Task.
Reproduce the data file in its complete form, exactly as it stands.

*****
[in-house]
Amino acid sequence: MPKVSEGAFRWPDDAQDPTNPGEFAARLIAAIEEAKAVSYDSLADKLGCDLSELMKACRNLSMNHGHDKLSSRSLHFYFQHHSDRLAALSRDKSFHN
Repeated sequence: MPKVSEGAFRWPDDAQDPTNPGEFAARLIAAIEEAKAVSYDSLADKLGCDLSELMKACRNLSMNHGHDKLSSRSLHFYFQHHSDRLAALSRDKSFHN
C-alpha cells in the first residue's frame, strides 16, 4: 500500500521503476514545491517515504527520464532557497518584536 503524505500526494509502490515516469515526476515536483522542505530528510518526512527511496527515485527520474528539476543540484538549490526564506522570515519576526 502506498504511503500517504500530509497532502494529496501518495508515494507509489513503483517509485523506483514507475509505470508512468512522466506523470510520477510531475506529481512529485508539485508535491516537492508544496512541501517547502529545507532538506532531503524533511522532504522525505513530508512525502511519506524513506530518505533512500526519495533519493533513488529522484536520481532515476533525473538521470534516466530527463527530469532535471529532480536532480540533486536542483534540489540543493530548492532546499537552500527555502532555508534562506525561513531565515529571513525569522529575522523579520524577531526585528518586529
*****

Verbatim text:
[in-house]
Amino acid sequence: MPKVSEGAFRWPDDAQDPTNPGEFAARLIAAIEEAKAVSYDSLADKLGCDLSELMKACRNLSMNHGHDKLSSRSLHFYFQHHSDRLAALSRDKSFHN
Repeated sequence: MPKVSEGAFRWPDDAQDPTNPGEFAARLIAAIEEAKAVSYDSLADKLGCDLSELMKACRNLSMNHGHDKLSSRSLHFYFQHHSDRLAALSRDKSFHN
C-alpha cells in the first residue's frame, strides 16, 4: 500500500521503476514545491517515504527520464532557497518584536 503524505500526494509502490515516469515526476515536483522542505530528510518526512527511496527515485527520474528539476543540484538549490526564506522570515519576526 502506498504511503500517504500530509497532502494529496501518495508515494507509489513503483517509485523506483514507475509505470508512468512522466506523470510520477510531475506529481512529485508539485508535491516537492508544496512541501517547502529545507532538506532531503524533511522532504522525505513530508512525502511519506524513506530518505533512500526519495533519493533513488529522484536520481532515476533525473538521470534516466530527463527530469532535471529532480536532480540533486536542483534540489540543493530548492532546499537552500527555502532555508534562506525561513531565515529571513525569522529575522523579520524577531526585528518586529